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Possible Causes

Central Nervous System

Regardless of whether a signal is transmitting information about your digestive system, an injury, or soothing touch, the instant it enters the spinal cord it’s in the central nervous system (CNS). There are processes within the cord, the brainstem (the structure at the top of the cord), and the brain that can modulate the signal before it reaches the conscious level of your brain’s cortex (the outer most structure).

Your body has two pain-inhibitory systems that work simultaneously: the Bottom-Up and Top-Down controls. The Bottom-Up system works like a filter in the cord to tone down the noxious transmissions traveling upwards to the brain. In the Top-Down system, the brain and brainstem send signals down into the cord to diminish the impact of the incoming noxious transmissions.

Both pain-relieving systems rely on chemical messengers, but many are in short supply. Most of the known imbalances work to tilt the scales to magnify pain, while others are thought to be products of a pain control system that has run afoul.

Chemical Imbalances

Regardless of where the pain control malfunctions occur, there are numerous chemical imbalances in the CNS that promote the amplification and persistence of pain. In fact, it would be impossible for a person to be pain-free with so many chemical abnormalities.

The nervous system releases chemicals (called neurotransmitters) that relay signals from one neuron to the next. Ideally, the pain-promoters should balance out the pain-relievers. Yet, the quantity of substances that work to increase pain substantially outweigh those that temper this awful sensation in people with fibromyalgia. So, if you ache all over as though your body has been flung off a seesaw, there are plenty of reasons for this!

The known chemical imbalances help lay the groundwork for understanding what is going on inside your CNS. Most of your chemical abnormalities are involved in pain control, but many are linked to sleep disruption, brain fog, fatigue, and an altered stress/exercise response. Of all the articles on possible causes, this is the most essential to read because it helps explain treatment strategies. Learn more.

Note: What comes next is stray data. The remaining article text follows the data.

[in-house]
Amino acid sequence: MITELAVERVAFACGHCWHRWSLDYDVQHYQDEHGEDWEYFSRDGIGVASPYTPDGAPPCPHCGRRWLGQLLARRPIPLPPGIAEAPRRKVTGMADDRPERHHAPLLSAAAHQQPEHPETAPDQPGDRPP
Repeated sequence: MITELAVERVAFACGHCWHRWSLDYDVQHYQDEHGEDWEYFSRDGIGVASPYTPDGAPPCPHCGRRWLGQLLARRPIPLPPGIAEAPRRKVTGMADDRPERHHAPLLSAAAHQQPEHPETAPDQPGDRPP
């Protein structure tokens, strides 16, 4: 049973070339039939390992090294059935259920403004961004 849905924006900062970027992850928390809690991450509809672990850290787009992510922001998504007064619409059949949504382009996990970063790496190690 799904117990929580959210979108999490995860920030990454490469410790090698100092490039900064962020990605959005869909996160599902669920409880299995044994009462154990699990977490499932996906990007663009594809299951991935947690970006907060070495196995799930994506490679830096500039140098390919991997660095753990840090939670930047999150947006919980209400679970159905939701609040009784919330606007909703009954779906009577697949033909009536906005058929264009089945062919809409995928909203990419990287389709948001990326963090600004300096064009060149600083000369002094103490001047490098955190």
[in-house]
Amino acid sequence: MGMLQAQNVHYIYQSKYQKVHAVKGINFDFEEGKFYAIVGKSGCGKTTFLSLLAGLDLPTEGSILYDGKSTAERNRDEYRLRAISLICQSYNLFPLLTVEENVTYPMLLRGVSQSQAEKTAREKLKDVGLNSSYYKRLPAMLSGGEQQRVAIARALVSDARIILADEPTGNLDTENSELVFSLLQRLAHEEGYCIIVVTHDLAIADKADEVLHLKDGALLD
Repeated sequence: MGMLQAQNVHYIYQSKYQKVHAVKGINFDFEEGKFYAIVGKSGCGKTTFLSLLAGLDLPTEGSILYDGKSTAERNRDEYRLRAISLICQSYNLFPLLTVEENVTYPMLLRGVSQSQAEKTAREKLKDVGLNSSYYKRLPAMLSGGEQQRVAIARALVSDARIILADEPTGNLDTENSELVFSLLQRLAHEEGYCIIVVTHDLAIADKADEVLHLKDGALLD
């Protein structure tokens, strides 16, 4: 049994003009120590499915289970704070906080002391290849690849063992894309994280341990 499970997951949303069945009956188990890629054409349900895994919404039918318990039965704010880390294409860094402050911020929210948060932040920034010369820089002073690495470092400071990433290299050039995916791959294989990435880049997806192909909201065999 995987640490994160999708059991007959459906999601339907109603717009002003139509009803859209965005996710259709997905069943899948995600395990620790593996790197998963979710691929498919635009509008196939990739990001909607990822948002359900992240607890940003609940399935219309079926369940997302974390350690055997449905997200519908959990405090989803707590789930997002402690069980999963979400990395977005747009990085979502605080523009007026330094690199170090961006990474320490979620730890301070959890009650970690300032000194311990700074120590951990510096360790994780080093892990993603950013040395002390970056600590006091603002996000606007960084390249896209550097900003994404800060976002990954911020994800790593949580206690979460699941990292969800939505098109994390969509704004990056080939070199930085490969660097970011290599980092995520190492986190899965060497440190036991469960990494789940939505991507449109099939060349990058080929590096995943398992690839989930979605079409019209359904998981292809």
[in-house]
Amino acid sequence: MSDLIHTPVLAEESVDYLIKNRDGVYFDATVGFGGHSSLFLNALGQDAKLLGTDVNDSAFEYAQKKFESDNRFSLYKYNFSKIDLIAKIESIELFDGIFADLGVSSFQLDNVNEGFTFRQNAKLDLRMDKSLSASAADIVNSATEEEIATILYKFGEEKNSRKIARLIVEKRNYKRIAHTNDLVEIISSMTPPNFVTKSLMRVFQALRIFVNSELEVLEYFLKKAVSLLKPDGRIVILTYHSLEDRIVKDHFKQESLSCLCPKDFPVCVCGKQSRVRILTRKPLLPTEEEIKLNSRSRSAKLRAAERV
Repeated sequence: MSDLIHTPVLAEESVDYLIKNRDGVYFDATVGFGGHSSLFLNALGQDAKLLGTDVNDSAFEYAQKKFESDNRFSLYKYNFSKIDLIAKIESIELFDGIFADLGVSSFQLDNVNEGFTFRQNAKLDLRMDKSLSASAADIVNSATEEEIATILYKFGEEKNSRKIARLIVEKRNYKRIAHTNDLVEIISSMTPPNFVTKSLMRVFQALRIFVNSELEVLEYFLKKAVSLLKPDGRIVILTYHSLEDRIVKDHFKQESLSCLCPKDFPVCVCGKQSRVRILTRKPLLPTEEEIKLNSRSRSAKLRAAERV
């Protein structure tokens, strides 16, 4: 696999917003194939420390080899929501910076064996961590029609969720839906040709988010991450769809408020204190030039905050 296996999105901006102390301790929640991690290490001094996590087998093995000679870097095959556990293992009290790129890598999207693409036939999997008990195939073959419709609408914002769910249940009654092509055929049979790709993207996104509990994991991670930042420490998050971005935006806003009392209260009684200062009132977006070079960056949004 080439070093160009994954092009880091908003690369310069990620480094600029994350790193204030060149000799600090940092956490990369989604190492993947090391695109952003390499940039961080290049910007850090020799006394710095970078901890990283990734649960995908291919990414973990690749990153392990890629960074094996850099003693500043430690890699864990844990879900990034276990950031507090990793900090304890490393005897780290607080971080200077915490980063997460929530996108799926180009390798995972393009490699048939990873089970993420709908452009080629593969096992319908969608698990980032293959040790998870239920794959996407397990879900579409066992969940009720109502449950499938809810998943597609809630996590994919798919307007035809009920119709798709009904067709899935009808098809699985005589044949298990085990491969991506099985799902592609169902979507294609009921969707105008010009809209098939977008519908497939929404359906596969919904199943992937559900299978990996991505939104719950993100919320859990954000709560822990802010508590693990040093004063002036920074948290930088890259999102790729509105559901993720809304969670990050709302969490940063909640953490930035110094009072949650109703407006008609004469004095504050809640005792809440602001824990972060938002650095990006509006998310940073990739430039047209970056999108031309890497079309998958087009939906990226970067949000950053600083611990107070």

The chemical changes that occur in fibromyalgia provide a window into your CNS malfunctions, but it’s not clear as to how or why they develop in the first place. However, given what is known about how the CNS should process incoming transmissions, several alterations are suspected to occur. Below are links to additional articles that describe many CNS malfunctions and identify various treatments to help correct them.

Neurons Switch Function: Neurons are not hard-wired to only work one way. Depending upon the situation, they can change how they operate, and it appears some of your CNS neurons have tossed out the “User’s Manual.” Learn more.

Cord Mishaps: Your spinal cord should tone down the number of noxious signals, yet research shows that your brain is overwhelmed. In addition, spinal neurons control balance, but your coordinated movement is impaired … leading to perceptions of clumsiness. Learn more.

Brainstem Overload: This structure at the top of the cord should release an arsenal of pain-soothing chemicals to control your discomfort. Problems in the brainstem may also explain why your sleep is disrupted and your stress level seems out of control. Learn more.

Chaos in the Brain: The brain is designed to multitask by operating in an efficient and coordinated fashion. However, studies show your brain centers are overworked and underperforming. Learn more.

Dopamine – The Missing Link: A painful stimulus or a cognitive task should cause certain brain areas to pour out dopamine, but this does not happen in fibromyalgia patients. Learn more.

Immune Cells – Friend or Foe? Until recently, the neurons were the focus of all studies on fibromyalgia. Now researchers are discovering that immune cells in the CNS (called glia) may be an important key to causing your symptoms. Learn more.

Gray Matter Loss: Multiple studies show loss of gray matter, yet you don’t have a degenerative brain disease like Alzheimer’s. So, what could be causing it and what does this mean for you? Learn more.

Brain-Cord Disconnect: Ultimately, the brain is boss over the operation of the brainstem and cord. If the brain needs pain-relief, these lower centers ordinarily deliver what the brain expects, but this process may not happen in fibromyalgia. Learn more.

Sleep Disturbances: Sleep disorders are prevalent in fibromyalgia and research shows that any interference with sleep will impair the function of the pain inhibitory system. Nightly disruptions also activate your glia cells, making matters worse. Learn more.